Additionally, for major things (such as a high performance engine rebuild), I keep the receipts in the master folder in my file cabinet.

I also keep various mini binders with schematics for such categories as altered electrical systems, engine performance changes, altered engine compartment, etc. either in the garage or in the car itself. This is particularly important and helpful since my classic is a bit of a daily driver and if I have road problems on one of the altered circuits I’ve done.

Despite what some others have said, I do keep tallies by general work area (such as engine internals, engine externals, engine compartment, interior, body, suspension, etc.) on an Excel spreadsheet. That way I can see the total investment by exact item and category for everything I’ve done as well as crossfoot totals in each area by vendor for the life of the automobile.

Yes, the results of those totals can be shocking but it helps me appreciate the totality of what I’ve done and brings back some pleasant memories of doing the work itself.


Yeah, the first time I saw the article I was laughing so hard my wife came out to see if everything was OK…


It is also a LOT of work to do that! When I first got my Classic I was very dilligent - and also on a tight budget, having blown the budget buying the car to begin with. As finances have loosened up, I’ve become more lax in bookkeeping on my classic car. Coincidence? Maybe.


Something to consider that wasn’t really mentioned is the role that Registries play in the documenting and history of a vehicle.
I help track and document Mercury Cougar Eliminators for the Cougar Club of America and the Eliminator Registry. In many cases we have extensive ownership and sales history on Eliminators. We also strive to record history handed down by owners - whether that is who they bought from, or sold to, how they maintained the originality or modified the car during their ownership, photos of restoration work, or car show displays.
We also try to get pictures of original documentation, door / dash / buck tags, etc, as these can help other owners who are trying to research the configuration details of their own cars. Our copies can also serve as a backup to future owners if for some reason the documentation gets seperated from the vehicle (cuz that never happens, right?).

I guess what I’m trying to say is: Don’t forget to look up the Registry for your particular marque, and send them information on your car. They will thank you, and far-future owners may thank you as well.

Mike Banks
CCOA Member # 9553


I’ve got a 64 Mercury Comet I’ve owned for 31 years. I have the original owners manual with the name of the original owner now long gone. I’m the second owner so the history is pretty solid. I also own a 1950 FL Harley that I have also owned for over 30 years and would like to know the previous history of it. I live in a small town and know the people in the courthouse well. I got them to check there records and it only went back to the person I bought it from and myself. Wish Harley would be gracious enough to divulge the original purchaser but I doubt they have the records? I guess this info will go unknown. Anyone ever contacted Harley for this info?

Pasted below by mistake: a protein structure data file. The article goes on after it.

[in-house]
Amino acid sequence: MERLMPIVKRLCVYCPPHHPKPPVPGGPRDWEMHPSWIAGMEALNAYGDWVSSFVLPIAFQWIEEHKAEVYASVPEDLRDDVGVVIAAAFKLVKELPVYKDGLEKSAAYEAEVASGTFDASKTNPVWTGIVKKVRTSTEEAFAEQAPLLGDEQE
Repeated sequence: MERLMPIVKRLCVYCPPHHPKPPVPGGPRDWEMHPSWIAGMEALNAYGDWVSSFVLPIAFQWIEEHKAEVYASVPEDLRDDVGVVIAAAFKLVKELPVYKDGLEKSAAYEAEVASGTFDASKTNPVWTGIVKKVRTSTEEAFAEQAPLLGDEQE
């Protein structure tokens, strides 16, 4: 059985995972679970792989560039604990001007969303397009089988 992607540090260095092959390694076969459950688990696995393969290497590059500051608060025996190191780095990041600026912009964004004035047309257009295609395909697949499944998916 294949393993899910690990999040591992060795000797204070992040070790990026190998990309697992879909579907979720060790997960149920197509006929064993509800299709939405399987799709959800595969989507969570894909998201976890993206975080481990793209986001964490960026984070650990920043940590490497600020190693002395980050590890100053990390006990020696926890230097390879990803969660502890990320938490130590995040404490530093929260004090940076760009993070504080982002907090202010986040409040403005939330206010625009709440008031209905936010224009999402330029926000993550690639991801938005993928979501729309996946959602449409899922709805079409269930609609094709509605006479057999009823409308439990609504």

I have a 1966 427/425 Corvette that I have owned since 2001. I am the four owner of the car. The third owner of the car performed an extensive 2 year restoration of the vehicle. The vehicle has achieved multiple NCRS and Bloomington Gold awards. When I purchased the vehicle I received an extensive photo library which documents the restoration process. I also received all the NCRS and Bloomington Gold award certificates and judging sheets. I wanted to organize and preserve all this historic information in a book. I choose a company by the name of Best of Legacy to do this for me. They offer a great service to capture all historical documentation, photos, etc. in a tasteful, high end leather bound book. They also offer an option to include an integral video screen within the inside book cover which enables a short video (created by the vehicle owner) to be included as part of vehicle documentation. Additionally, they also offer an optional display case that is used to store and display the book. I am extreamly please with the way my book turned out and with the services that they provide.


The frame off restoration of my 1957 Pontiac Chieftain was written up in the May 1997 issue of ‘Classic Auto Restorer.’ An article I wrote about buying the car from the original owner was published in the Oct., 2015 issue of the magazine, now named just ‘Auto Restorer.’ I also have a copy of the ‘Name That Car!’ article I submitted to ‘Reminisce’ magazine. I have those, and some other information, in clear plastic sleeves in a binder. I also have several invoices of parts purchases/repairs from the original owner and, of course, I keep copies of all maintenance and parts purchases/repairs. The only thing I don’t have, bur wish I did, is all the invoices from the restoration. The former owner has never unpacked several boxes since his move here several years ago and he doesn’t know which box they are packed in. Having the article, though, is useful as it lists the names and addresses of the shot that did the work and all the vendors that supplied parts, etc. BTW, the car has only 6,400 miles on it since the restoration. Besides local car shows, my wife and I take it out and drive it around a while.


I’ve been in the habit of keeping a log book on all my vehicles. My dad started that with our 1956 Ford Customline in 1967. We kept that car until 1992. My current classic, a 1969 Olds 98 holiday Coupe has service records going back to 1975. I cataloged them in an Excel spreadsheet along with current expenses. I bought the car out of the estate of the original owners so that’s how I was able to have such good documentation on it. Not only is the record-keeping helpful to know the Cars Repair history, it’s also a good indicator as to when something is going to need attention. As an example, the exhaust system on the car was last replaced in 1982 and it’s looking a bit weathered even though there aren’t any holes in it yet.